Judgments can generally be attacked through either a direct or collateral attack.  A collateral attack, as opposed to a direct attack, does not attempt to secure a corrected judgment; rather, it involves an attempt to avoid the effect of the judgment.  A collateral attack, in other words, is an attempt to avoid the binding effect of a judgment in order to obtain specific relief that the judgment currently impedes.  Unlike a collateral attack, a direct attack—such as an appeal, a motion for new trial, or a bill of review—attempts to correct, amend, modify or vacate a judgment and must be brought within a definite time period after the judgment’s rendition.

Collateral Attacks and the Finality of Judgments

Collateral attacks on final judgments are generally (though not always) disallowed because it is the policy of the law to give finality to the judgments of the courts.  Thus, as a general matter, only a void judgment can be collaterally attacked.  In Texas, a judgment is void when it is apparent that the court rendering judgment “had no jurisdiction of the parties or property, no jurisdiction of the subject matter, no jurisdiction to enter the particular judgment, or no capacity to act.”

After the time to bring a direct attack has expired, a litigant may only attack a judgment collaterally.  And a void judgment can be collaterally attacked at any time.

Collateral Attacks and the Presumption of Validity

In a collateral attack, the judgment under attack is presumed valid.  Extrinsic evidence generally may not be used to establish lack of jurisdiction in a collateral attack on a judgment.  If the record of the underlying proceeding does not affirmatively establish a lack of jurisdiction, the law conclusively presumes the existence of jurisdiction, and a court will not allow evidence outside the record to the contrary.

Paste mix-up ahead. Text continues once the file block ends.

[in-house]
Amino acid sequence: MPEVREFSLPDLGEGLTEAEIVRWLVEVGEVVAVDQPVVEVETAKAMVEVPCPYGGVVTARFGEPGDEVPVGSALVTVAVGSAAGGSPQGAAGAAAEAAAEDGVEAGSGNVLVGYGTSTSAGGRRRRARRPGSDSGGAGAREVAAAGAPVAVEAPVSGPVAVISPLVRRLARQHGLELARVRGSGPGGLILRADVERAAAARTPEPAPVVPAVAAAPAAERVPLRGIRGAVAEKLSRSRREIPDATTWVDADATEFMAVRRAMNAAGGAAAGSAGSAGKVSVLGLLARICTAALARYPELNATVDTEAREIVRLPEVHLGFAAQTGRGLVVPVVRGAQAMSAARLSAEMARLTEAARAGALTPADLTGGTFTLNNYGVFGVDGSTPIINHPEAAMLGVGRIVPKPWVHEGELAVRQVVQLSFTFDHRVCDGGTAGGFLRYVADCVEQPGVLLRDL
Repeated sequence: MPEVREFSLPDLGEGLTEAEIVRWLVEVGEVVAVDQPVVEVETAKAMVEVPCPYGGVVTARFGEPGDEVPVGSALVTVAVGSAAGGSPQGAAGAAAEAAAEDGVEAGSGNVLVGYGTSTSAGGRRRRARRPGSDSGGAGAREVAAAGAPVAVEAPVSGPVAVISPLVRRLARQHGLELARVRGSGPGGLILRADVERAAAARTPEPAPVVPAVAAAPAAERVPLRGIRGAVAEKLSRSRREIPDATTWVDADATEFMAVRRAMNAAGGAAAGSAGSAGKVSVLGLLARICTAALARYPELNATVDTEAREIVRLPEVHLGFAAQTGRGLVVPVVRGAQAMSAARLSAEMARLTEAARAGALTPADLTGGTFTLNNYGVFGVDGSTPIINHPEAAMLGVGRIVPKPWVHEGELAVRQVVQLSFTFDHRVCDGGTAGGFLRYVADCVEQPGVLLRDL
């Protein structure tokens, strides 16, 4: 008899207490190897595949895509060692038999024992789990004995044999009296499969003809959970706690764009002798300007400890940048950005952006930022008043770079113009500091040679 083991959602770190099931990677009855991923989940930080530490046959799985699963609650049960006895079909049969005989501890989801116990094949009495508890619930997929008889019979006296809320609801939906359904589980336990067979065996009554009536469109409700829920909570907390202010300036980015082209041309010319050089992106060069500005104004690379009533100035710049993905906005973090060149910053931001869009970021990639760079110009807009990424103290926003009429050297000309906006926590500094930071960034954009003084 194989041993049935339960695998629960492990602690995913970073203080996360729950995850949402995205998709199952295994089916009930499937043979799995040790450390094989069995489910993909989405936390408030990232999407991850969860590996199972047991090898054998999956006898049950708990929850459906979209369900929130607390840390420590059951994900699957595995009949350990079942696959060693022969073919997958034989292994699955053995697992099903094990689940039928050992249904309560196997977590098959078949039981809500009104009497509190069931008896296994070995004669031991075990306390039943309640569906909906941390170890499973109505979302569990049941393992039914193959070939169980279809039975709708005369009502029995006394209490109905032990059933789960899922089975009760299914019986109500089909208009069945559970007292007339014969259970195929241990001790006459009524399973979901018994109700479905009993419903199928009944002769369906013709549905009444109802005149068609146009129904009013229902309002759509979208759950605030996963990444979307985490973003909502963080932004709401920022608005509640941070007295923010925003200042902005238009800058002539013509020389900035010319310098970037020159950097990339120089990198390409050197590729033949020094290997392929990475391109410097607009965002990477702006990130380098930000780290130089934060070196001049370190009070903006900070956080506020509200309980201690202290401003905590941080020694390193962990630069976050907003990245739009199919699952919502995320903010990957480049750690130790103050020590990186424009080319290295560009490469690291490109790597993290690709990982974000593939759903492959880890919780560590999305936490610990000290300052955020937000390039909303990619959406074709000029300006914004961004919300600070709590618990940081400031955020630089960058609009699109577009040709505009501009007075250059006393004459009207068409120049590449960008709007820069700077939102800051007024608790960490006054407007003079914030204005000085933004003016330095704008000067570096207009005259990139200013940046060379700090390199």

However, evidence outside the record may be used to collaterally attack a void judgment in cases over which a court does not, under the very law of its creation, have any possible power — e.g. an administration upon the estate of a living person, administration upon the estate of a deceased soldier when prohibited by statute, an administration in bankruptcy upon the estate of a person deceased before the institution of the proceedings, a suit for divorce in a foreign country in which neither of the parties is domiciled, or a suit to recover against a nonresident, upon service by publication, a purely personal judgment.

The Effect of a Collateral Attack

If a collateral attack is successful, the judgment is destroyed only with respect to the particular situation or proceeding in which the attack is made; its validity otherwise is still open to determination.

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